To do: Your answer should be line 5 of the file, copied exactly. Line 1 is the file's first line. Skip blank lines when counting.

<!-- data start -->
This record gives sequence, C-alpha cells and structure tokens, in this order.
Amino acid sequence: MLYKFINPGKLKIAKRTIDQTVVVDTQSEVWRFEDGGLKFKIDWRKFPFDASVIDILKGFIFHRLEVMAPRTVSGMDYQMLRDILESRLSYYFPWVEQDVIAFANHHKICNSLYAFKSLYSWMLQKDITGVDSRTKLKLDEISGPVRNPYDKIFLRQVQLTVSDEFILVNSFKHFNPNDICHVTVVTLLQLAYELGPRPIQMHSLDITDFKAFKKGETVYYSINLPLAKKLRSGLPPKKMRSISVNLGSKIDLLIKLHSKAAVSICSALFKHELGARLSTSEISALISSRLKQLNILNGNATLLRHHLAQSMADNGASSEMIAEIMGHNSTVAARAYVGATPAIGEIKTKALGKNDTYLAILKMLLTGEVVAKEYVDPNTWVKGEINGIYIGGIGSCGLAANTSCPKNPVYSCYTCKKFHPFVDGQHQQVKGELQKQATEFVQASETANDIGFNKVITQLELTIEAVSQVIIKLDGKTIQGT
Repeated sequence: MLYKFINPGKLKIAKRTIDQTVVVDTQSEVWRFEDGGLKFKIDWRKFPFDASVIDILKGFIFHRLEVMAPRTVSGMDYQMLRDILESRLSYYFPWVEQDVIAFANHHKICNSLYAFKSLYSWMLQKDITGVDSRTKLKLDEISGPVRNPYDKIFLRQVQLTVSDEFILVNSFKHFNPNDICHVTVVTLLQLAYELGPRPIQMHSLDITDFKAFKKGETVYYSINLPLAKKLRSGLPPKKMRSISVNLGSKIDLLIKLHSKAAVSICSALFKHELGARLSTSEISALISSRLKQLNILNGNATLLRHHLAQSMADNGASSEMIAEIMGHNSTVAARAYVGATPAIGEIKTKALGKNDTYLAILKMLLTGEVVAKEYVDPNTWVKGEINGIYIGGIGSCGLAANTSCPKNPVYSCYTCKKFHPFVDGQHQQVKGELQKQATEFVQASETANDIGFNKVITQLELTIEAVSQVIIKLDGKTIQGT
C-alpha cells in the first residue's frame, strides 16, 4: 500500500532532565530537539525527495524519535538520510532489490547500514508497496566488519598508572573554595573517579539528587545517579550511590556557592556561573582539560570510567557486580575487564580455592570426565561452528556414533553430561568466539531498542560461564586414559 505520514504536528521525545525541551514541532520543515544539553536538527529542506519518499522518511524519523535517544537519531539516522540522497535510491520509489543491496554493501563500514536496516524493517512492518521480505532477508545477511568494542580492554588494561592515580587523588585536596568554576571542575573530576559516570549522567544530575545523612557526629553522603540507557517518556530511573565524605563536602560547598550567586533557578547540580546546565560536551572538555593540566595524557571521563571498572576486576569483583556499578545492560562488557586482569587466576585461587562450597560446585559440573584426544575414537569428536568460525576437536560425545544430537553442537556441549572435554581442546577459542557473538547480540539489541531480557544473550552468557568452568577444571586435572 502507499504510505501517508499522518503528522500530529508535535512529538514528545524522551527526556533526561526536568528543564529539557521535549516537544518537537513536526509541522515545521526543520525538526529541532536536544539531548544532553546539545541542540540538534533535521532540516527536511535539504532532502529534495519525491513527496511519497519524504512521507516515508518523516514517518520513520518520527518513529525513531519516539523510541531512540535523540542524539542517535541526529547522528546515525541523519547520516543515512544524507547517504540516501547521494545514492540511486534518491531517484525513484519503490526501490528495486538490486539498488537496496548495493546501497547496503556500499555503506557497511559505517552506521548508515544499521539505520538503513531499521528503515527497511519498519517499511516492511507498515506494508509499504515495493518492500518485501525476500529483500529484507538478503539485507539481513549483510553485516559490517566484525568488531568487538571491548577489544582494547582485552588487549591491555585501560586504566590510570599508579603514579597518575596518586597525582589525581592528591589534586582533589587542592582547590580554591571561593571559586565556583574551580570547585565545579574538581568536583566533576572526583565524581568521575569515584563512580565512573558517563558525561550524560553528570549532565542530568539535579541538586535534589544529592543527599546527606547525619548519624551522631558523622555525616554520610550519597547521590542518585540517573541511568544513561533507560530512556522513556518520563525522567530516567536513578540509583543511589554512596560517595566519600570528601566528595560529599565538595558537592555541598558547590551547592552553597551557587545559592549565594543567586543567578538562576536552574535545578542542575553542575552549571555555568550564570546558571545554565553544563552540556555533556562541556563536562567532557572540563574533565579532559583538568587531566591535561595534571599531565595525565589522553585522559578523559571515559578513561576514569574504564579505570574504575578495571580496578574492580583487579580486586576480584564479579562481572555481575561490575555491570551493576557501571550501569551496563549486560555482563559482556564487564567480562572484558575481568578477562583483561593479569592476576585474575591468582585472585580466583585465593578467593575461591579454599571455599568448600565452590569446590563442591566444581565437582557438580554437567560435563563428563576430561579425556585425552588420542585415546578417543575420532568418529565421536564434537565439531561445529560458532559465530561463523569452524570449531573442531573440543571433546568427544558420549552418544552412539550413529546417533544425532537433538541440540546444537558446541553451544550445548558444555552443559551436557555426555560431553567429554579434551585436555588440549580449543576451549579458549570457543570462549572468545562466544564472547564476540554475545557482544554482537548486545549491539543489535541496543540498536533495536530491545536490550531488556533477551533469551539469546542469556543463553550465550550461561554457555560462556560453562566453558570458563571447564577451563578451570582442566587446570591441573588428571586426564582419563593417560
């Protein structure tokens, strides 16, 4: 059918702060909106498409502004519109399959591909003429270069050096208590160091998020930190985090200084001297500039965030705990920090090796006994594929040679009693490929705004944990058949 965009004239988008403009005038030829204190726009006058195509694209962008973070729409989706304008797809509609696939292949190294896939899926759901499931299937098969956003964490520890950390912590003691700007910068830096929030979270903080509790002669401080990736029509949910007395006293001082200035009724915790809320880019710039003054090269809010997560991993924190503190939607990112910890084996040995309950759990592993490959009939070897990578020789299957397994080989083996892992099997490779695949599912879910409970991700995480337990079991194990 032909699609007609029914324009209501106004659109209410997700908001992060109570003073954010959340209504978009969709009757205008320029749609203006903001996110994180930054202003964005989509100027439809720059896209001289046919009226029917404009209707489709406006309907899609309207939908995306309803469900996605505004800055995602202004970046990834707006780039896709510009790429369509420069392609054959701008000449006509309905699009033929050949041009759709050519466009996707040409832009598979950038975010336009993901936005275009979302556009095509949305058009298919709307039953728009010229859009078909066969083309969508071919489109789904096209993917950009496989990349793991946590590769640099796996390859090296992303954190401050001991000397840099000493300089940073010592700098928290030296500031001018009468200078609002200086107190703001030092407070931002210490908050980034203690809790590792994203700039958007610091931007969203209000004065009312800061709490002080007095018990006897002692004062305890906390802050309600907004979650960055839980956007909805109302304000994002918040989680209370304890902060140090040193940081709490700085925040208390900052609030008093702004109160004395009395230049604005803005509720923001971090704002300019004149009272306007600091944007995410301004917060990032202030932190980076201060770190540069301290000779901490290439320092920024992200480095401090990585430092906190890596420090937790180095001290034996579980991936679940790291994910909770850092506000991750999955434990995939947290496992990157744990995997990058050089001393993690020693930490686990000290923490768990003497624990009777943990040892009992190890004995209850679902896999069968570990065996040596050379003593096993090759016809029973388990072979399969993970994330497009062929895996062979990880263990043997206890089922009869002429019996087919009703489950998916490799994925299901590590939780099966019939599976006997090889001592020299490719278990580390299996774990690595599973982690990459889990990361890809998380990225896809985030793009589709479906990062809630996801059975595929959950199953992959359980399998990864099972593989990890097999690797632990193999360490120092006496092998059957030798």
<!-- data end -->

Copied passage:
């Protein structure tokens, strides 16, 4: 059918702060909106498409502004519109399959591909003429270069050096208590160091998020930190985090200084001297500039965030705990920090090796006994594929040679009693490929705004944990058949 965009004239988008403009005038030829204190726009006058195509694209962008973070729409989706304008797809509609696939292949190294896939899926759901499931299937098969956003964490520890950390912590003691700007910068830096929030979270903080509790002669401080990736029509949910007395006293001082200035009724915790809320880019710039003054090269809010997560991993924190503190939607990112910890084996040995309950759990592993490959009939070897990578020789299957397994080989083996892992099997490779695949599912879910409970991700995480337990079991194990 032909699609007609029914324009209501106004659109209410997700908001992060109570003073954010959340209504978009969709009757205008320029749609203006903001996110994180930054202003964005989509100027439809720059896209001289046919009226029917404009209707489709406006309907899609309207939908995306309803469900996605505004800055995602202004970046990834707006780039896709510009790429369509420069392609054959701008000449006509309905699009033929050949041009759709050519466009996707040409832009598979950038975010336009993901936005275009979302556009095509949305058009298919709307039953728009010229859009078909066969083309969508071919489109789904096209993917950009496989990349793991946590590769640099796996390859090296992303954190401050001991000397840099000493300089940073010592700098928290030296500031001018009468200078609002200086107190703001030092407070931002210490908050980034203690809790590792994203700039958007610091931007969203209000004065009312800061709490002080007095018990006897002692004062305890906390802050309600907004979650960055839980956007909805109302304000994002918040989680209370304890902060140090040193940081709490700085925040208390900052609030008093702004109160004395009395230049604005803005509720923001971090704002300019004149009272306007600091944007995410301004917060990032202030932190980076201060770190540069301290000779901490290439320092920024992200480095401090990585430092906190890596420090937790180095001290034996579980991936679940790291994910909770850092506000991750999955434990995939947290496992990157744990995997990058050089001393993690020693930490686990000290923490768990003497624990009777943990040892009992190890004995209850679902896999069968570990065996040596050379003593096993090759016809029973388990072979399969993970994330497009062929895996062979990880263990043997206890089922009869002429019996087919009703489950998916490799994925299901590590939780099966019939599976006997090889001592020299490719278990580390299996774990690595599973982690990459889990990361890809998380990225896809985030793009589709479906990062809630996801059975595929959950199953992959359980399998990864099972593989990890097999690797632990193999360490120092006496092998059957030798």